BROOKLYN — It’s a scene we see time and time again where sneaker enthusiasts – or as they’re better known as “sneaker heads” – form endless lines and spark chaos outside shopping malls, all in a quest to nab the latest pair of kicks.
If the so-called “sneaker head” mentality is something foreign to you, you will probably never understand it unless you head down to the Brooklyn Museum for a crash course in the very unique culture.
From a pair of 19th century rubber over shoes to the original Converse All Star, The Rise of Sneaker Culture exhibition at the Brooklyn Musuem explores the social evolution and cultural significance of the footwear billions of people across the globe wear today.
“Sneakers I think to most people are kind of like this ever-current item, you don’t think about it having this historical trajectory,” Lisa Small, curator for the exhibition at the Brooklyn Museum, told PIX11 News.
While taking a look at its technical innovation and fashion trends, the exhibit also zeros in on those pivotal moments in history that thrust the sneaker into the mainstream
When Air Jordans made their debut in 1984, it changed everything.
The fact that the NBA banned them for the lack of white in their design made them all the more desirable, especially considering that Michael Jordan ignored officials’ warnings and wore them anyway.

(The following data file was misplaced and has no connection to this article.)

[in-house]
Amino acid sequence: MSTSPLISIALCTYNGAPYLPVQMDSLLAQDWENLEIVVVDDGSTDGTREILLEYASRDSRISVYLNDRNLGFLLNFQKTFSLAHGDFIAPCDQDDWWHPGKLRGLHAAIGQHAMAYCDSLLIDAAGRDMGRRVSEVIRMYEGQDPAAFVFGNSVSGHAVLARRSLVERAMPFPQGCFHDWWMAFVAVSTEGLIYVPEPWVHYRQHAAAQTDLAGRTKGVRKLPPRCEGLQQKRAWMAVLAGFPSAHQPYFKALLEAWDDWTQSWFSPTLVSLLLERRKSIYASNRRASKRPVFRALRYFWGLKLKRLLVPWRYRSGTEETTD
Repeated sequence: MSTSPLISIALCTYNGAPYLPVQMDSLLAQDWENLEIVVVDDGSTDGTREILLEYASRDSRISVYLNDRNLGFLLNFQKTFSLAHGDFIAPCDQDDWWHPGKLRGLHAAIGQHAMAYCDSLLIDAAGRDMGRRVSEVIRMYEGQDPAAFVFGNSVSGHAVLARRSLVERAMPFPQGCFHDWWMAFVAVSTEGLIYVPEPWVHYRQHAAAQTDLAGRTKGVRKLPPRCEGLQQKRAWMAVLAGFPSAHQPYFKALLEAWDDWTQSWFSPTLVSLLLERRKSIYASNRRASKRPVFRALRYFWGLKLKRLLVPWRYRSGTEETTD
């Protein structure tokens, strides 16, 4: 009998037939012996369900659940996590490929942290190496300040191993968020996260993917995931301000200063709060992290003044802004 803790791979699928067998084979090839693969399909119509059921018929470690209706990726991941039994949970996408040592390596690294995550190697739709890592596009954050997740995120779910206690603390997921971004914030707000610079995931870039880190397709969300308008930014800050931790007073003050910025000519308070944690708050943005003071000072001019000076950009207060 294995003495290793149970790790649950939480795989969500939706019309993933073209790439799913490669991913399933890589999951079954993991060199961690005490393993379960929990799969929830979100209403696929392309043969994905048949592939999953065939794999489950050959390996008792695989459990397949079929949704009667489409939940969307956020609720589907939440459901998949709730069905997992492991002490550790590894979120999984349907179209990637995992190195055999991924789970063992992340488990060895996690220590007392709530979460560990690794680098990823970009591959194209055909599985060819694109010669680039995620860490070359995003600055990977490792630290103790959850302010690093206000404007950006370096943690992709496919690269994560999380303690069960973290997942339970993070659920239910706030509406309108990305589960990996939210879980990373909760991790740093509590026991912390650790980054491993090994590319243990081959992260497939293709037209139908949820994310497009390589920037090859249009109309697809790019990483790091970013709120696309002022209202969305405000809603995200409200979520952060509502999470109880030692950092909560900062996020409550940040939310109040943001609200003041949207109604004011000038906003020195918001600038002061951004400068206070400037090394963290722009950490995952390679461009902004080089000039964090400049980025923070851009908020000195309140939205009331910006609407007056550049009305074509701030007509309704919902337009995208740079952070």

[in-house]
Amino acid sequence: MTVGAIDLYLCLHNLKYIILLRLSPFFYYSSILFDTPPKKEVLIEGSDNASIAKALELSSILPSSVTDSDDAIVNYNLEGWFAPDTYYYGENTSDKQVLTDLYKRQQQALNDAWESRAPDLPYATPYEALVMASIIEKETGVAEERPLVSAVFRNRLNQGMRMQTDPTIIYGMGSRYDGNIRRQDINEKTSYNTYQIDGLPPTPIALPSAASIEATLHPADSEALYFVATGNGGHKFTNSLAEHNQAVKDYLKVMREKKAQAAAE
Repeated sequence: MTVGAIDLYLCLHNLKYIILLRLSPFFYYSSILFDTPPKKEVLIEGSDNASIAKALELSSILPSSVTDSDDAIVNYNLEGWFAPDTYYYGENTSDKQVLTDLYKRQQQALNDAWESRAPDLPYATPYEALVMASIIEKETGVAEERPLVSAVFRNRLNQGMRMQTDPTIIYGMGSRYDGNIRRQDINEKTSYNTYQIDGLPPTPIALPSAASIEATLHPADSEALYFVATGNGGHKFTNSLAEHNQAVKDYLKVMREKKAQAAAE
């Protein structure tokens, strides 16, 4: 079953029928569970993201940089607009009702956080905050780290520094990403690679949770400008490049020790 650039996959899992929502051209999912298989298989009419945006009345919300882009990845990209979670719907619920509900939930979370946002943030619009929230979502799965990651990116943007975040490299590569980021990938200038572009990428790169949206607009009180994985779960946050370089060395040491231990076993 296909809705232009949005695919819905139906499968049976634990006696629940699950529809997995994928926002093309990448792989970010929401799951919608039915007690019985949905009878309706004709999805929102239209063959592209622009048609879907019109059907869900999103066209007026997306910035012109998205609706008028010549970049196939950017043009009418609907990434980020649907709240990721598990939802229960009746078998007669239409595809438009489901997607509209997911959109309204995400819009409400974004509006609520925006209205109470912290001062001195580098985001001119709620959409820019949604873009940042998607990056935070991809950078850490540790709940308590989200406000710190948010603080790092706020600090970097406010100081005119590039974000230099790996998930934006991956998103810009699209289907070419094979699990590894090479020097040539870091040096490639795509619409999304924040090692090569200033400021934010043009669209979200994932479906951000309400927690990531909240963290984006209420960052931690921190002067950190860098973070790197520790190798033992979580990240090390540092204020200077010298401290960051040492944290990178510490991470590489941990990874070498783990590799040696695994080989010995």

“Being fined $5,000 for Michael Jordan to play in these sneakers was the greatest thing to ever happen to sneaker culture and for Michael Jordan in general,” Calvan Fowler said, referring to the amount the NBA fined Jordan every time he hit the court with the banned kicks on.
Fowler knows a thing or two about sneakers. He directed the upcoming documentary “Jordan Heads” which explores the roots of the Jordan footwear phenomenon.
“What we see in the media – people going crazy for sneakers and knocking people down and robbing people for shoes,” he explained. “It’s not what its all about.”
“These people are just like you and me and they have a passion for sneakers.”
The exhibit, which is the first of its kind in the United States, is now open to the public through October 4th.